Watching Water Run

Uncomfortable in a world of privilege, a novelist headed for the hills

"I had driven up into the northwest Arkansas hills to spend a semester" at the University of Arkansas, says Gilchrist; she has stayed more than 30 years. Benjamin Krain (

It is the hot, dark heart of summer in this small town that I love. Fireworks have been going off sporadically for several nights, and the teenagers next door are playing water polo in the afternoons in the swimming pool their professor parents built for them this year.

Down the street a 4-year-old girl is riding her tricycle madly around the circular driveway of her parents' home. It seems only yesterday that I walked by the house one morning and saw a pink ribbon on the mailbox. Now she is a tricycle racer, her long curly hair hanging rakishly down over her eyes, her concentration and speed all you need to know about the power of our species.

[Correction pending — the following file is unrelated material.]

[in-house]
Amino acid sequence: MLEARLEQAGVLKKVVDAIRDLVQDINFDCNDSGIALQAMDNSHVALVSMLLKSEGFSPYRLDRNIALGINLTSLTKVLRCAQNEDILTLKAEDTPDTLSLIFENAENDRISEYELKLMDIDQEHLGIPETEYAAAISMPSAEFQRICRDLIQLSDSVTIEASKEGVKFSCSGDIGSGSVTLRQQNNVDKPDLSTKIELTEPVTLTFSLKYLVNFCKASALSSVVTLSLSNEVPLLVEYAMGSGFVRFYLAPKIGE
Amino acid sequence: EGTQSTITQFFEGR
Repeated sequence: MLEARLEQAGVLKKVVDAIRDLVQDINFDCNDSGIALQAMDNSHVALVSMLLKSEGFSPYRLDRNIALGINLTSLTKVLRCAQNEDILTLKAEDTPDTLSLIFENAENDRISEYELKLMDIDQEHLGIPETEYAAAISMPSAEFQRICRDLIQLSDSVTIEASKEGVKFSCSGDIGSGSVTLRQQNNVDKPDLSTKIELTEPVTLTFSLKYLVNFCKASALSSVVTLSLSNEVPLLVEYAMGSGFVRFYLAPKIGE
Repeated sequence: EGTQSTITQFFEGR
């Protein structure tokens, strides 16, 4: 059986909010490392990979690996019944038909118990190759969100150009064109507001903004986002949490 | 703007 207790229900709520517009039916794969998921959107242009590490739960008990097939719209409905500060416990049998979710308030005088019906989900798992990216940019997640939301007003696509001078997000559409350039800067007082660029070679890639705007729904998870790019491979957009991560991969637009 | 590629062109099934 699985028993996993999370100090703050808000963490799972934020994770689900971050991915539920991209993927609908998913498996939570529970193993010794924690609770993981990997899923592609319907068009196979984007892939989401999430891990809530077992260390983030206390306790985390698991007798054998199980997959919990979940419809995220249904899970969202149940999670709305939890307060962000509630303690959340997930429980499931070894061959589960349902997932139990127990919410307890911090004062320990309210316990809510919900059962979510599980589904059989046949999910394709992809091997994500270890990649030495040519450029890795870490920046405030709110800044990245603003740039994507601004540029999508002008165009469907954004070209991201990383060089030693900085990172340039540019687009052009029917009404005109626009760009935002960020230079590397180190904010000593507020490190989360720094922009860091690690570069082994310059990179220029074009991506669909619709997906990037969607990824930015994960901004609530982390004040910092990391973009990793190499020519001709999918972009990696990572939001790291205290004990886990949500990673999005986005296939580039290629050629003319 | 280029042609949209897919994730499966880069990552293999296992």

Last week the painting contractor who painted the exterior of my house gave me a discount for my patience while he had a stent put in an artery leading to his heart. (The attending nurse in the surgery is my weekend workout partner. She also attended the emergency surgery that saved the life of the Game and Fish genius who traps squirrels for me when they eat the trim on my house.) During the prolonged painting job, I took to spending the part of the afternoons when I would normally be taking a nap down at a nearby coffee shop reading newspapers and drinking herbal tea. I ran into the president of a local bank who has recently retired to devote himself to building a natural science museum and planetarium in Fayetteville. We already have plenty of dinosaurs. Some farseeing biologists at the University of Arkansas collected them years ago. They have been saved in a small, musty museum on the campus that was recently closed, to the ire of many of the professors. (There is always plenty of ire in a college town, accompanied by a plethora of long-winded letters to the editors of local newspapers and magazines. Nuclear power, pollution, cruelty to animals, war and cutting down trees are contenders for space, but the closing or shutting down of anything at the university is a top contender.)